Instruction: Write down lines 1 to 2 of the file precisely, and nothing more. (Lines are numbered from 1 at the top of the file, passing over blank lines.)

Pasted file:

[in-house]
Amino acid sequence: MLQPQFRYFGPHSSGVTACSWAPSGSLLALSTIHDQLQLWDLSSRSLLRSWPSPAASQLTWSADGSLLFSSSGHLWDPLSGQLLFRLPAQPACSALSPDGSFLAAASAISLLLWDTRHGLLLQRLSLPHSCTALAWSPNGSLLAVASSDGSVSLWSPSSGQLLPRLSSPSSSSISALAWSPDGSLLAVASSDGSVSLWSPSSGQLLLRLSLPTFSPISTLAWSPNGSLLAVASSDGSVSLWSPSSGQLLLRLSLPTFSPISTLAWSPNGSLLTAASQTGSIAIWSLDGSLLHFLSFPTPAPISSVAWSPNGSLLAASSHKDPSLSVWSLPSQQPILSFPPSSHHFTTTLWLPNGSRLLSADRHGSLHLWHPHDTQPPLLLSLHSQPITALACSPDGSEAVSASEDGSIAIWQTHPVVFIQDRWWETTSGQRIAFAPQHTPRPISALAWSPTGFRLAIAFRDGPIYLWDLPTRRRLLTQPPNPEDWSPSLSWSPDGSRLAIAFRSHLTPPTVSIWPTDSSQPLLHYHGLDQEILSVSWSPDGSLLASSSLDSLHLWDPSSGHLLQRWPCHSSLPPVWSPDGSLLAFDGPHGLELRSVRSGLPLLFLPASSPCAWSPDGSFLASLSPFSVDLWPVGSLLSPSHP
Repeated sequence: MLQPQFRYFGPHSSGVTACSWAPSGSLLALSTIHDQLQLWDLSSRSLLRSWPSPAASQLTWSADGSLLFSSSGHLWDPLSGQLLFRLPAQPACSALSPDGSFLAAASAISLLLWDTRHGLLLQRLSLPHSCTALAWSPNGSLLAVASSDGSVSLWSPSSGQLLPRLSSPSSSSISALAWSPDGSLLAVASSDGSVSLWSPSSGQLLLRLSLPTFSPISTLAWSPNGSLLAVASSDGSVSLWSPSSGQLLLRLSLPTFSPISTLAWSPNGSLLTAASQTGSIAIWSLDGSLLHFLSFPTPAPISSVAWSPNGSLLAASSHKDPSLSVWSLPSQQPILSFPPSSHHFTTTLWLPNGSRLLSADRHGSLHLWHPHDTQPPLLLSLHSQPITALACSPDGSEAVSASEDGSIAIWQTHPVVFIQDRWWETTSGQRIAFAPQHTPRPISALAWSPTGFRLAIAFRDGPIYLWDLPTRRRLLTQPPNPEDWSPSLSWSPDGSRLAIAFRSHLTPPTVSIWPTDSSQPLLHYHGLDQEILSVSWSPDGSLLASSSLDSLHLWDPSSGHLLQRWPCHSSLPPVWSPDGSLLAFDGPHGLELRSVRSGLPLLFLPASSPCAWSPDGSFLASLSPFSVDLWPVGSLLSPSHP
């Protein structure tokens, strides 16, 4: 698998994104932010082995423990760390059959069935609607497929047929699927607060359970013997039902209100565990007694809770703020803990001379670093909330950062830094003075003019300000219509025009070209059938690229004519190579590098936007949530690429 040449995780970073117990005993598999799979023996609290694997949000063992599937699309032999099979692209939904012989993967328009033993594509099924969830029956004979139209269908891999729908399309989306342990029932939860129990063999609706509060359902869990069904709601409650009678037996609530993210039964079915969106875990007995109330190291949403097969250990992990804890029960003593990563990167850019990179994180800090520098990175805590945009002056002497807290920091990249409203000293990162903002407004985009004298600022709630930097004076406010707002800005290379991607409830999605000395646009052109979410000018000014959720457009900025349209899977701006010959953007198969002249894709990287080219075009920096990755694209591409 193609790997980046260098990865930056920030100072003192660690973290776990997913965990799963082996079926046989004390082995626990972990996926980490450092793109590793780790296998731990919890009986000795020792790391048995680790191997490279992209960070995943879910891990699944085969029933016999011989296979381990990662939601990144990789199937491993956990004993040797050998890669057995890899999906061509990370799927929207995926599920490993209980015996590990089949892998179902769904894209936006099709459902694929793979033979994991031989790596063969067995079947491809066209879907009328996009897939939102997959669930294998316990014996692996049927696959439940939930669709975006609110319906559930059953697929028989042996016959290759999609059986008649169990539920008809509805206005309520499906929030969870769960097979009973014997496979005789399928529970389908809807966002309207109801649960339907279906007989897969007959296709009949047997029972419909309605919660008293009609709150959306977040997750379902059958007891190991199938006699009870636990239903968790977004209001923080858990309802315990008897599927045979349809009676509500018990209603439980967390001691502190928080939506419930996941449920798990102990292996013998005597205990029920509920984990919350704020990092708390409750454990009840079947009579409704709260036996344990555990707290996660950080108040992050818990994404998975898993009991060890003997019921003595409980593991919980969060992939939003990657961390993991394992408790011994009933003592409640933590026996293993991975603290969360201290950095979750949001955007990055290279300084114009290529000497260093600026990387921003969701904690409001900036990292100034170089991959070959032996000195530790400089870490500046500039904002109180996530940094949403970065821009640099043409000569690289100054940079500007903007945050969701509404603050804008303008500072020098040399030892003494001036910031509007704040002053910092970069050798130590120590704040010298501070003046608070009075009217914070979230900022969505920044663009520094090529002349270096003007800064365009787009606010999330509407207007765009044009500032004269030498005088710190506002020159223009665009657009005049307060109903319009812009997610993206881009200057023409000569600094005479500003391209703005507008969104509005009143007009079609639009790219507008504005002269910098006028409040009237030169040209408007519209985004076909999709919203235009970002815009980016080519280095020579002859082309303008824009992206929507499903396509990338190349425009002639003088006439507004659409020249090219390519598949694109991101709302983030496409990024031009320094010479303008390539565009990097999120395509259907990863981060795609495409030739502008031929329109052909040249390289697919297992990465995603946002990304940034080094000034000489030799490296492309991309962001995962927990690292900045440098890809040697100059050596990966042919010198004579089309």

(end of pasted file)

[in-house]
Amino acid sequence: MLQPQFRYFGPHSSGVTACSWAPSGSLLALSTIHDQLQLWDLSSRSLLRSWPSPAASQLTWSADGSLLFSSSGHLWDPLSGQLLFRLPAQPACSALSPDGSFLAAASAISLLLWDTRHGLLLQRLSLPHSCTALAWSPNGSLLAVASSDGSVSLWSPSSGQLLPRLSSPSSSSISALAWSPDGSLLAVASSDGSVSLWSPSSGQLLLRLSLPTFSPISTLAWSPNGSLLAVASSDGSVSLWSPSSGQLLLRLSLPTFSPISTLAWSPNGSLLTAASQTGSIAIWSLDGSLLHFLSFPTPAPISSVAWSPNGSLLAASSHKDPSLSVWSLPSQQPILSFPPSSHHFTTTLWLPNGSRLLSADRHGSLHLWHPHDTQPPLLLSLHSQPITALACSPDGSEAVSASEDGSIAIWQTHPVVFIQDRWWETTSGQRIAFAPQHTPRPISALAWSPTGFRLAIAFRDGPIYLWDLPTRRRLLTQPPNPEDWSPSLSWSPDGSRLAIAFRSHLTPPTVSIWPTDSSQPLLHYHGLDQEILSVSWSPDGSLLASSSLDSLHLWDPSSGHLLQRWPCHSSLPPVWSPDGSLLAFDGPHGLELRSVRSGLPLLFLPASSPCAWSPDGSFLASLSPFSVDLWPVGSLLSPSHP